Hey, this thing still works. Crazy!
So I’ve been playing, well, far too much EQ. Normally I would have burned out by now, to be honest – I don’t seem to be able to stick with any MMO for more than a month or two, even if it features bunnyzerkers, and EQ doesn’t have bunnyzerkers. In fact, it pretty much still has the same really terrible models from 2001. They’ve added some new armor looks, which only took a decade or so, but the overall game is still downright ugly.
What’s kept me interested is running into a bunch of people who are obsessed – and any MMO lends itself to obsession – in a very particular way. Specifically, they’re obsessed with playing through the game from the beginning, beating every encounter in era-appropriate equipment, at an appropriate level for the encounter, and only advancing to the next expansion (And Everquest has had 20 expansions, don’t forget) only when they have finished an expansion. They are very hard core about following these rules, which is exactly the sort of environment I like being part of.
I was a pretty dedicated player up until EQ’s 10th expansion, but drifted in and out of the game afterwards. I joined this particular bunch just as they were starting the content from the 12th expansion, got to see all of that, and we’re only a couple of encounters away from finishing the 13th expansion.
So I guess that’s still one expansion’s worth of content that I’m missing, but that was a particularly awful era for the game so I won’t feel bad about it.
One great thing about this particular sort of guild is that there’s much less drama. Normally raiding comes with feuding over loot drops and ranting about which items you “deserved” but were cheated of and herp derp derp derp.
There’s really no point to that in a progression guild, because any of the gear we get from raids is stuff that’s been obsoleted by newer expansions. The only reason to loot anything is because you are prohibited by rules from wearing anything newer, so you are intentionally choosing to limit yourself. It’s amazing how much more fun this makes the game.
Things are also a little lower stress because, since this is older content, there’s more details available online about the encounters. It’s rare that you get complete writeups, and the old truism that execution trumps strategy most definitely applies, but it’s nice to hit a stumbling block on an encounter and be able to look up how other people did it six years ago while it was current content.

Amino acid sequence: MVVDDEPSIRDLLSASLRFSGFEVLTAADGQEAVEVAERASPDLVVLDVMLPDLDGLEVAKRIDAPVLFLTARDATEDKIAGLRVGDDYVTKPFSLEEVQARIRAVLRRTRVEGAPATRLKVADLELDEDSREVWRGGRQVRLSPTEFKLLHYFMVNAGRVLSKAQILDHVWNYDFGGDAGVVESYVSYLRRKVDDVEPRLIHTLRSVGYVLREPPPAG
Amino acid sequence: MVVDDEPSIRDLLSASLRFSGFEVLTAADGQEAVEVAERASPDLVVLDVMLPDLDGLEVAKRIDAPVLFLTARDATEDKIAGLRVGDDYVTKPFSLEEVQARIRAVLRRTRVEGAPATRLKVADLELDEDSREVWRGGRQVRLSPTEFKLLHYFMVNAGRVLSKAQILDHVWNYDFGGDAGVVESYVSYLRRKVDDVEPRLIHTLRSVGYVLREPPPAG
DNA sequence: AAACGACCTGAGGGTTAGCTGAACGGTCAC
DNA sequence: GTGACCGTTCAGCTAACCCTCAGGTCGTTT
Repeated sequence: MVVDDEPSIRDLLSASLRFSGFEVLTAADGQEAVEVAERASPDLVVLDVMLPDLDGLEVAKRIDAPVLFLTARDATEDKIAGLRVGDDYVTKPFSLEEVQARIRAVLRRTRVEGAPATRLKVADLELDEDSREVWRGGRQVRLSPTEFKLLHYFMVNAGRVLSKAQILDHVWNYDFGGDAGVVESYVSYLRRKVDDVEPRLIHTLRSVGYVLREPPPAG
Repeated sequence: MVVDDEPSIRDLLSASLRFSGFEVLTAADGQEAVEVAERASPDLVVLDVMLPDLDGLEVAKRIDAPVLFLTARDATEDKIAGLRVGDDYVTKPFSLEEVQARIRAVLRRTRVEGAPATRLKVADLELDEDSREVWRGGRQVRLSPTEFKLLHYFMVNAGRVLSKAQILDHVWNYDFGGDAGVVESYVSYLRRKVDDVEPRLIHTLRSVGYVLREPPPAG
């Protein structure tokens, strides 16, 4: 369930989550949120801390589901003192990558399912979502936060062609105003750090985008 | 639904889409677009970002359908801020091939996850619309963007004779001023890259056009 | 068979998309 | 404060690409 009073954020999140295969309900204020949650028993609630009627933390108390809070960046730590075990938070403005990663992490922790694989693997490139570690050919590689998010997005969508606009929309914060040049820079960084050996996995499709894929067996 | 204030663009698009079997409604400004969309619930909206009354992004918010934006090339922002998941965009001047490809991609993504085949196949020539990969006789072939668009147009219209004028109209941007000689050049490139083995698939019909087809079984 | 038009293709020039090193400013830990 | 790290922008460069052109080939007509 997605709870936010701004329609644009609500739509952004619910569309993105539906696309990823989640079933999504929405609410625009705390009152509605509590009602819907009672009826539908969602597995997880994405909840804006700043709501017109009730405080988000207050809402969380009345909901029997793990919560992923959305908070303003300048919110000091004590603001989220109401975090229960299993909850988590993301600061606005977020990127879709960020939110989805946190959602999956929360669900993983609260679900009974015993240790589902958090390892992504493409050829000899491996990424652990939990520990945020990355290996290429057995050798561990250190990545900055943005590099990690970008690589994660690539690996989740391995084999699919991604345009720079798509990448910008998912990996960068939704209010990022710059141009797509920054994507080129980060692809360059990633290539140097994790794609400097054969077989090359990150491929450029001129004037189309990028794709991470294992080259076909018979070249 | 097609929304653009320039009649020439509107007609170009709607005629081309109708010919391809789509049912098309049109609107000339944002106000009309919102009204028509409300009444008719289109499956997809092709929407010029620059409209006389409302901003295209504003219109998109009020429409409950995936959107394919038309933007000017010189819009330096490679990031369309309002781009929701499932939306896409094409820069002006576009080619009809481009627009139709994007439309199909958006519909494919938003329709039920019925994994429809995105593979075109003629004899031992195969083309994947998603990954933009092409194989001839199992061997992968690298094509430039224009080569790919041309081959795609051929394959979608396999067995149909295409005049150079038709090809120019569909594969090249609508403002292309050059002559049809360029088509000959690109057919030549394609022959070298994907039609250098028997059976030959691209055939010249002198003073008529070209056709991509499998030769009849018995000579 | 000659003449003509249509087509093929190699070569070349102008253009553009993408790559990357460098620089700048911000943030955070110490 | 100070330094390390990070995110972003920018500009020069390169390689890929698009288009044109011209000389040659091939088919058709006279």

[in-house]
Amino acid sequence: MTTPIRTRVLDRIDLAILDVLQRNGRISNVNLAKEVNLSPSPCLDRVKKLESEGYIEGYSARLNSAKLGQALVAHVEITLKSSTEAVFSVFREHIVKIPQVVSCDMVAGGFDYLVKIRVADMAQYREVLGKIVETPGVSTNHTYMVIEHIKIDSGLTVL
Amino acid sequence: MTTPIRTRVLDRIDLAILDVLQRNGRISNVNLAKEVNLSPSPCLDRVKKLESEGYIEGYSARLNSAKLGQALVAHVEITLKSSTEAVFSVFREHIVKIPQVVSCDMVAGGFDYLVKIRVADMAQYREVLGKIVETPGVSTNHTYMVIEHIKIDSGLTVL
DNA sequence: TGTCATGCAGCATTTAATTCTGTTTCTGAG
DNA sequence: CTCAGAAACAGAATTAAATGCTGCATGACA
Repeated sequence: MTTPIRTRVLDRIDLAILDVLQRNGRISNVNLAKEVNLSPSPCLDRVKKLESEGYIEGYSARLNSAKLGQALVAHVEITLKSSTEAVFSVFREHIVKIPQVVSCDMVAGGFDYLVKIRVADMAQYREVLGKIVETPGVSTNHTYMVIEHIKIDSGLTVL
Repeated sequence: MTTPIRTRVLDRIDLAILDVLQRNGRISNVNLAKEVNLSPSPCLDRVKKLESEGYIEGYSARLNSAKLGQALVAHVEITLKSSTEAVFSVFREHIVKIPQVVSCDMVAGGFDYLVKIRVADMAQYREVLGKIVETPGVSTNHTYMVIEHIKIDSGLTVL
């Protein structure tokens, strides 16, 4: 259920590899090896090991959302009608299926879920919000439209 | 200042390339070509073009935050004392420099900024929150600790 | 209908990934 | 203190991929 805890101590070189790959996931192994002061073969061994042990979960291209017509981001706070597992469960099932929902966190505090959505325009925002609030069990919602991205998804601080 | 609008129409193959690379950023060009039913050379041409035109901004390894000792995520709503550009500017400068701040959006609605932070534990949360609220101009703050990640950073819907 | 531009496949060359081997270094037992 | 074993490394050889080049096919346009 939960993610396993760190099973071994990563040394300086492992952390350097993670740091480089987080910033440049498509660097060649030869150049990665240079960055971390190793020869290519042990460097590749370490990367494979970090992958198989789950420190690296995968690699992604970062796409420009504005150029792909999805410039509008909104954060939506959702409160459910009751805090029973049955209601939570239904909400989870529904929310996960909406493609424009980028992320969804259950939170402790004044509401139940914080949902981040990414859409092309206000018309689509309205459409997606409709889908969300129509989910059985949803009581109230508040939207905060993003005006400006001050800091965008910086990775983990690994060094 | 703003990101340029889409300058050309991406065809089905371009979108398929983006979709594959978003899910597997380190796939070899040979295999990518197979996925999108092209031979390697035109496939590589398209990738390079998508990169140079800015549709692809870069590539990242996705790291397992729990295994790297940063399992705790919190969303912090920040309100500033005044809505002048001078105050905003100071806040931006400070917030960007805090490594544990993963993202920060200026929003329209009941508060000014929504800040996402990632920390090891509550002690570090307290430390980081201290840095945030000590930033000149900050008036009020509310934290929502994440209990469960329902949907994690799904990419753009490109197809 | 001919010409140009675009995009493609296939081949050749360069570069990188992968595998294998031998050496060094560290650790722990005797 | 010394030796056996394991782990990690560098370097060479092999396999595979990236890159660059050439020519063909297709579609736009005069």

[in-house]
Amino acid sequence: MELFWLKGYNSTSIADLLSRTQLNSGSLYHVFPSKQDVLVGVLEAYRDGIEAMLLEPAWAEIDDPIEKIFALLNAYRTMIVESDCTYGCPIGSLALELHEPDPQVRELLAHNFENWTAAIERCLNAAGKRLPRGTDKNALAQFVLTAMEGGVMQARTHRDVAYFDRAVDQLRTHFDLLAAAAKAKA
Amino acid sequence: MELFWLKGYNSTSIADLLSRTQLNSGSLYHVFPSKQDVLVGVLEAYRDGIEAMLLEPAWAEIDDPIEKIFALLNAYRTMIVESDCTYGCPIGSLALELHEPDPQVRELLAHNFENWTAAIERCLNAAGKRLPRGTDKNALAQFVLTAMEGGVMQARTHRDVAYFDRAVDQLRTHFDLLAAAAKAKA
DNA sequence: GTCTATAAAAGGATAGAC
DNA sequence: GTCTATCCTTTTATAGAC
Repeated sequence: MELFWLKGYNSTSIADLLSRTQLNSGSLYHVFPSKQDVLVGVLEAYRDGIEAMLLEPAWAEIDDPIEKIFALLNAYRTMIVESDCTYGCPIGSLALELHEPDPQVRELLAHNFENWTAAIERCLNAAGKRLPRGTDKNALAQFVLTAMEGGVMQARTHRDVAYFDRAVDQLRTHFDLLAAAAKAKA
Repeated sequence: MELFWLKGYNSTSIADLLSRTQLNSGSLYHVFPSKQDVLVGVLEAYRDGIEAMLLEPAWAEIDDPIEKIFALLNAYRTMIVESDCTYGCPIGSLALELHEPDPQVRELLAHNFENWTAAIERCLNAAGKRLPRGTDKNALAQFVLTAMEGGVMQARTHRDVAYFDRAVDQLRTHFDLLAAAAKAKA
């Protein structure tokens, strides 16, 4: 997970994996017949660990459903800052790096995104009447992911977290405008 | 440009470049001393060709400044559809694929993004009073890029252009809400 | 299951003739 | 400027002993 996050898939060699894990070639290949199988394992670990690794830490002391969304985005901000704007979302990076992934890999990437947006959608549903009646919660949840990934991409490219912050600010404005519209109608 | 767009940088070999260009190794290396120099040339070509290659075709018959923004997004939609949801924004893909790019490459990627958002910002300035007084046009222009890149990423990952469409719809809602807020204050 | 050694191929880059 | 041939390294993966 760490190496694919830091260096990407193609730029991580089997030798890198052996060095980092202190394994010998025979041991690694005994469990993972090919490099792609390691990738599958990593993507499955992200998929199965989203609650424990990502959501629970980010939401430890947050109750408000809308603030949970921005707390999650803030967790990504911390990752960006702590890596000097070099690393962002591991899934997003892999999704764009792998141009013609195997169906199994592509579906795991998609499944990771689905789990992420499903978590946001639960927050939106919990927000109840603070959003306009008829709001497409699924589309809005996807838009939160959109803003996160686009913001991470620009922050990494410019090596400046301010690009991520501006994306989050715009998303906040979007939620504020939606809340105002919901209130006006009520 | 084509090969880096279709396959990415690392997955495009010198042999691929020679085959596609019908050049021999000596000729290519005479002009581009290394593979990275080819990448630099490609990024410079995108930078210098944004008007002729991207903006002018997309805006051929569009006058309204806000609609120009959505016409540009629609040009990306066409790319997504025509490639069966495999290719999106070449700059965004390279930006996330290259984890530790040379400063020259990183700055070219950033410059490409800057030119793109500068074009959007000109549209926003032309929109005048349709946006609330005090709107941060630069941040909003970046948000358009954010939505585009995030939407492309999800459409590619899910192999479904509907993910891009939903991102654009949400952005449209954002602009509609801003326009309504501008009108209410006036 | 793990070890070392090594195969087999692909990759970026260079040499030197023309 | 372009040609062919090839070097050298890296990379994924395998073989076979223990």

So that’s most of what I’ve been up to. Playing an MMO with extensive house rules designed to make it harder for ourselves.
I’ve started being able to break away a little bit since I’m doing the office Biggest Loser competition again. I won last year by dropping from 240 to 195, and then down again to roughly 180 by myself after the competition ended. 189 is the break-even point for a “normal” weight for my height, as an aside.
In September, I made a intentional decision to not worry about what I was eating until after the holidays, so I went back up to 195. Not too bad – I’m not growing out of any clothes – but I’d like to get back down to 180 and the structure of the competition helps with that.
This means that I’m spending a fair bit of time on the exercise bike, which gets me away from the computer, and I’m using this as an excuse to catch up on some anime from the last couple of years. Right now I’m watching Beyond the Barrier, charitably described as Yet Another High Schoolers Fighting Supernatural Beasties anime, and I’m finding it to be surprisingly fresh despite all the baggage you’d expect to come with a show in that genre. There’s no “perfectly normal Japanese schoolgirl accidentally stumbles into a mysterious supernatural world” about it – all of the characters are, well, they’re entirely aware of the existence of the supernatural world and the associated beasties and having a massive chewbacca-looking thing run through the halls of your high school is Just Another Tuesday And We’d Best Get On Killing That Now So We Can Get Back To Math Class sort of event. The majority of their classmates are blissfully unaware of the supernatural and that’s OK because we don’t really need to know much about them.